Chinese Sinopharm COVID-19 vaccine falls short in producing antibodies: Study
Budapest: A Hungarian study has found China's Sinopharm vaccines failed to produce sufficient antibodies in a quarter of elderly people who were voluntarily tested in Budapest, media reports said.
The result came out at a time when the world is once again battling against the Delta variant.
The results were published just as Hungarian Prime Minister Viktor Orban’s government, which has faced opposition criticism for having widely administered Sinopharm shots to older people, started offering third shots this week for anyone who requests them, reports Bloomberg.
Hungary, which has been badly hit by COVID-19, remained the only European Union country to have deployed the Sinopharm vaccine to combat Covid-19.
The non-representative study tested 13,524 people who were at least 60 years old. More than half had been inoculated with Sinopharm, reports Bloomberg.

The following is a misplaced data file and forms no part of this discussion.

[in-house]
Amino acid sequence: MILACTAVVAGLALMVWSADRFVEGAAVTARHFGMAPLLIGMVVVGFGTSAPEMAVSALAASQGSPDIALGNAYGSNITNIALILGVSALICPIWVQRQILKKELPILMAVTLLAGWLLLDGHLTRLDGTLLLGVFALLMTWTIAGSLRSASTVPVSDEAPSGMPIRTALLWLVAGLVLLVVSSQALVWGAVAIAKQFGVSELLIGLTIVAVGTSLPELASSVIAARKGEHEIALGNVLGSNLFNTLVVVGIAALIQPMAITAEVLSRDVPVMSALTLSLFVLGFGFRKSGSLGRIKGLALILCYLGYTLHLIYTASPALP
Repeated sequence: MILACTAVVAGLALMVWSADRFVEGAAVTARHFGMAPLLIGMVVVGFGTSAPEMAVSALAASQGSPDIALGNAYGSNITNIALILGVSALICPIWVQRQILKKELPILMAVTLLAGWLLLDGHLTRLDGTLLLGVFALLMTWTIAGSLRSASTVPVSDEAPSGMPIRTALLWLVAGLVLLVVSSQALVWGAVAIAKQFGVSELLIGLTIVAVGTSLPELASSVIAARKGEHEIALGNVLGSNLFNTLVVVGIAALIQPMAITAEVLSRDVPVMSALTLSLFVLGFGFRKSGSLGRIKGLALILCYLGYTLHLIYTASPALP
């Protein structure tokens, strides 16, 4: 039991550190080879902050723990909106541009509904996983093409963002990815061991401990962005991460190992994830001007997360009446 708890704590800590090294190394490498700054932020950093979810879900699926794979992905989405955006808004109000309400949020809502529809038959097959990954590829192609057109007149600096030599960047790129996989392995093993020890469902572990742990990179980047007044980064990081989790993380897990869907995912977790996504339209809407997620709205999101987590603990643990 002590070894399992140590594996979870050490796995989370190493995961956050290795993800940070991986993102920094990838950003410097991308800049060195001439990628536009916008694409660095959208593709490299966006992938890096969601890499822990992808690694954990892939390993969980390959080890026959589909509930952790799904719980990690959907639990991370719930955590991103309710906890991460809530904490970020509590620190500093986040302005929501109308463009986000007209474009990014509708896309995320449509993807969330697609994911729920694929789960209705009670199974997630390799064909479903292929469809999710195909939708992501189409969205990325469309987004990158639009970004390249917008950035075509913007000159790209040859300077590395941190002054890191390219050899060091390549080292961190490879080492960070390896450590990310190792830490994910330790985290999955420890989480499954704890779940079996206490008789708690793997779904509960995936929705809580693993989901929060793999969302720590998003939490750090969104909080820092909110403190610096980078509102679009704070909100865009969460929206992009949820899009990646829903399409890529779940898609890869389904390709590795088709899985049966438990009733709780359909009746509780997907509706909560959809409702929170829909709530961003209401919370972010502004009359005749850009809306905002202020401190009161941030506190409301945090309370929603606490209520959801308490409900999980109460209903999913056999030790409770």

The results showed that 25.9% of those people didn’t have the minimum antibody level of 50 AU per milliliter, compared with 3.2% for those who received Russia’s Sputnik V, 1.6% for Pfizer-BioNtech and 1.1% for Moderna.
Sinopharm’s ability to generate antibodies got progressively worse with age, with vaccinated people who didn’t have the minimum antibody level rising to 34.5% among those aged 80 and over, the results showed as quoted by Bloomberg.